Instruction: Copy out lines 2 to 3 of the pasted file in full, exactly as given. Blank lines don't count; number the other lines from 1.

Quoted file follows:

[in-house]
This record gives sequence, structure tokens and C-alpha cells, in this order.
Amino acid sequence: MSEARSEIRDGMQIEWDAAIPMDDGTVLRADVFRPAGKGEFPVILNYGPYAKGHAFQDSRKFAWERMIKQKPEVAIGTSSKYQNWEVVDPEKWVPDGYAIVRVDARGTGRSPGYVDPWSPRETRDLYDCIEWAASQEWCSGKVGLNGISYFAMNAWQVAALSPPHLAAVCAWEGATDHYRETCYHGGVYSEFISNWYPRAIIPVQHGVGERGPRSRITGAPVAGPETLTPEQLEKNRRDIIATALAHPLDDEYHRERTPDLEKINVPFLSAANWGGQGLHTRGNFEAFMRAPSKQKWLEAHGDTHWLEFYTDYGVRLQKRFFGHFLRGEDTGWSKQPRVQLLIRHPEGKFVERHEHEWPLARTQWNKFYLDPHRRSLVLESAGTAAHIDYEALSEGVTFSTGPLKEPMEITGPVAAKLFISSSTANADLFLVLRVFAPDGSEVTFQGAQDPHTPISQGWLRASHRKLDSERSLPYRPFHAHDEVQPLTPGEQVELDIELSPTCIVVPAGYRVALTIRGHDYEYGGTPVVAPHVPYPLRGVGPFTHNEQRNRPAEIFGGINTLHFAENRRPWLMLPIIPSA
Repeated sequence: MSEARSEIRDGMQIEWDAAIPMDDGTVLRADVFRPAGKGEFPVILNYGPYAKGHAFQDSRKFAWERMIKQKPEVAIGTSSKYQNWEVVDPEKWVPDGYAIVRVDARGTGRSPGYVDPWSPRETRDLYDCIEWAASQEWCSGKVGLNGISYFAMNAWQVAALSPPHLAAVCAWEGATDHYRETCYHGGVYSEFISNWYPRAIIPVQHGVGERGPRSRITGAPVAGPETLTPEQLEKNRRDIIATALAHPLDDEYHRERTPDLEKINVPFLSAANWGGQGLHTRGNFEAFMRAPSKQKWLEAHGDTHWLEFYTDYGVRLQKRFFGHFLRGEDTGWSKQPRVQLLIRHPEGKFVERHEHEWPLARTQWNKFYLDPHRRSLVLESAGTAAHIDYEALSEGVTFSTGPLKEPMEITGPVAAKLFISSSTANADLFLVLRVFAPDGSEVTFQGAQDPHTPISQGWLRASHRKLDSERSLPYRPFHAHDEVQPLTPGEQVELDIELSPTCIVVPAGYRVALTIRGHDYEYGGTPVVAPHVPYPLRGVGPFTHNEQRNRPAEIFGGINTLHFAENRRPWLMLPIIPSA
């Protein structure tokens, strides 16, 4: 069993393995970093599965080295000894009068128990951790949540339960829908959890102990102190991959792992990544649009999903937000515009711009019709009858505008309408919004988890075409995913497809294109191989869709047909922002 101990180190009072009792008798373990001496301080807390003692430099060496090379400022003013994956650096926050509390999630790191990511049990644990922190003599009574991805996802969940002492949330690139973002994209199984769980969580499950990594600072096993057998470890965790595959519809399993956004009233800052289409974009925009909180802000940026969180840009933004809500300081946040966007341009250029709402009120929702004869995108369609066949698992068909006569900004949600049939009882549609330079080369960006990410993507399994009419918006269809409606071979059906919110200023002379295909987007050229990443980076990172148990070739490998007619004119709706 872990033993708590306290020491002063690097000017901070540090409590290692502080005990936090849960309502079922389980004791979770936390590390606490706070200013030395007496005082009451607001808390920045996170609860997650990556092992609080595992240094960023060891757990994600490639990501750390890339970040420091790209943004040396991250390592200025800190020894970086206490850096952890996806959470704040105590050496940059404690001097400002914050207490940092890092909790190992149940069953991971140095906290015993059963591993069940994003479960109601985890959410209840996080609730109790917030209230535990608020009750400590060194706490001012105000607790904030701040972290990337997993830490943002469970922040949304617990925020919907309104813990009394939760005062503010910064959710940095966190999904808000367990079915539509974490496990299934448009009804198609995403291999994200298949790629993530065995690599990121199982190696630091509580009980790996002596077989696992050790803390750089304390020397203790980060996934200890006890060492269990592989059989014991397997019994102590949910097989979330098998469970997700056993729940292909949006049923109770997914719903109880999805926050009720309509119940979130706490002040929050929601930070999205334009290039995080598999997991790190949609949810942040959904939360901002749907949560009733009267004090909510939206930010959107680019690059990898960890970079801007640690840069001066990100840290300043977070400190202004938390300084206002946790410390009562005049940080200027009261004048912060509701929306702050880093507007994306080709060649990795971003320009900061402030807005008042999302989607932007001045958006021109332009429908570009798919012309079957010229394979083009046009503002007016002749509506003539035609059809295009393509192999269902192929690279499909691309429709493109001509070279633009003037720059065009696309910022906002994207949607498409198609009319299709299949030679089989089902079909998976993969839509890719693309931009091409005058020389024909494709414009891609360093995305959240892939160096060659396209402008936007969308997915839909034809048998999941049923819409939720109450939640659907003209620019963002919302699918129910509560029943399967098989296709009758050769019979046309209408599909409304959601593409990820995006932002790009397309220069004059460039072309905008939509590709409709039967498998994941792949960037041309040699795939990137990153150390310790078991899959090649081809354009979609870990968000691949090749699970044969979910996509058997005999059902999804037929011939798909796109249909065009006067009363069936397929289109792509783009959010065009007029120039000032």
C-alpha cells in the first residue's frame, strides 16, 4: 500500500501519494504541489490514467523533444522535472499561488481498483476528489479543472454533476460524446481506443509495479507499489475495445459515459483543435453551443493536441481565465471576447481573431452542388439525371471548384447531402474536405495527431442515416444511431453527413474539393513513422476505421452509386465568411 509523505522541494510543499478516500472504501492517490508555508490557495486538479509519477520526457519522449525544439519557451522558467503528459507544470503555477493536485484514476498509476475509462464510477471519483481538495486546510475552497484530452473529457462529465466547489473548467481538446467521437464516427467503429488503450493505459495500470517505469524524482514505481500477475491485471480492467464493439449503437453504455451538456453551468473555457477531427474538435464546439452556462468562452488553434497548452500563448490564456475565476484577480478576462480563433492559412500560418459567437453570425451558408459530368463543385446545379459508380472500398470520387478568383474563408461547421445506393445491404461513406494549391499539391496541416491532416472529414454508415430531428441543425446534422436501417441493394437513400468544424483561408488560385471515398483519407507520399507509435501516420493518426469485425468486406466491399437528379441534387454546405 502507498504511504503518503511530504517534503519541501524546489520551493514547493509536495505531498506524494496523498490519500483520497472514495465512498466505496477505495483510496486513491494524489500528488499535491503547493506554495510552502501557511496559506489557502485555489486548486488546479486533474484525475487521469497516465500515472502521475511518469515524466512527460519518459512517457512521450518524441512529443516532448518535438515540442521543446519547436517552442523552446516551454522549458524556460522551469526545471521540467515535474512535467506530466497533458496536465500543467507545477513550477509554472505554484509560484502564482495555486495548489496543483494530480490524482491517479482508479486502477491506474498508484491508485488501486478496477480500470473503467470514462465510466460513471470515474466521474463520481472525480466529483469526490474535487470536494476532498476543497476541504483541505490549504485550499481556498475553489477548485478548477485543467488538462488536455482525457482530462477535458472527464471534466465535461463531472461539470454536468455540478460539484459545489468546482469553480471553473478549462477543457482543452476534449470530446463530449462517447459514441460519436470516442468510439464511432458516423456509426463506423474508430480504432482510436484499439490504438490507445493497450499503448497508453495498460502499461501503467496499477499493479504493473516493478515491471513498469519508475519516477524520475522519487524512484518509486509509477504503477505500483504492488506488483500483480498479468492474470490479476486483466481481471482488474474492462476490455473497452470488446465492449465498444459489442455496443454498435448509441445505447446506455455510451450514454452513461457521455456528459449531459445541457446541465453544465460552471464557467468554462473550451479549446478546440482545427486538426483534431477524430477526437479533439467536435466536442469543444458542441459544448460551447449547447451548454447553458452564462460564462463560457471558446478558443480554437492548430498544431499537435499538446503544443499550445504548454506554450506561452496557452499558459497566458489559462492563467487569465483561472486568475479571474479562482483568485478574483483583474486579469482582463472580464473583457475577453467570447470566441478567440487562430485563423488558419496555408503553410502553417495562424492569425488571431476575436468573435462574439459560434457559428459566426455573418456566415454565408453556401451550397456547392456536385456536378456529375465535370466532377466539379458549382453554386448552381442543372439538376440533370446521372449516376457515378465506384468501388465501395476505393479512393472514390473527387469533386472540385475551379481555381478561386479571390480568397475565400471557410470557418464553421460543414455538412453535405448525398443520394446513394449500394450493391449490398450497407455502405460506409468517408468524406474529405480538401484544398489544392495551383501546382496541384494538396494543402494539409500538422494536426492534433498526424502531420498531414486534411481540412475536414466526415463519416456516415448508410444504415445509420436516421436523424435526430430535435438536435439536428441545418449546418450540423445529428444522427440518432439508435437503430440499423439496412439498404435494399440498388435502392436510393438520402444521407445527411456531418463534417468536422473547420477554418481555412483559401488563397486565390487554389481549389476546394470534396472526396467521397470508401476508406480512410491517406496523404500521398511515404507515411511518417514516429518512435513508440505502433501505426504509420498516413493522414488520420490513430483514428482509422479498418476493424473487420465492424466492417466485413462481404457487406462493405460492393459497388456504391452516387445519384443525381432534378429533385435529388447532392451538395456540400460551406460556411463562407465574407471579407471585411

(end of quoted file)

This record gives sequence, structure tokens and C-alpha cells, in this order.
Amino acid sequence: MSEARSEIRDGMQIEWDAAIPMDDGTVLRADVFRPAGKGEFPVILNYGPYAKGHAFQDSRKFAWERMIKQKPEVAIGTSSKYQNWEVVDPEKWVPDGYAIVRVDARGTGRSPGYVDPWSPRETRDLYDCIEWAASQEWCSGKVGLNGISYFAMNAWQVAALSPPHLAAVCAWEGATDHYRETCYHGGVYSEFISNWYPRAIIPVQHGVGERGPRSRITGAPVAGPETLTPEQLEKNRRDIIATALAHPLDDEYHRERTPDLEKINVPFLSAANWGGQGLHTRGNFEAFMRAPSKQKWLEAHGDTHWLEFYTDYGVRLQKRFFGHFLRGEDTGWSKQPRVQLLIRHPEGKFVERHEHEWPLARTQWNKFYLDPHRRSLVLESAGTAAHIDYEALSEGVTFSTGPLKEPMEITGPVAAKLFISSSTANADLFLVLRVFAPDGSEVTFQGAQDPHTPISQGWLRASHRKLDSERSLPYRPFHAHDEVQPLTPGEQVELDIELSPTCIVVPAGYRVALTIRGHDYEYGGTPVVAPHVPYPLRGVGPFTHNEQRNRPAEIFGGINTLHFAENRRPWLMLPIIPSA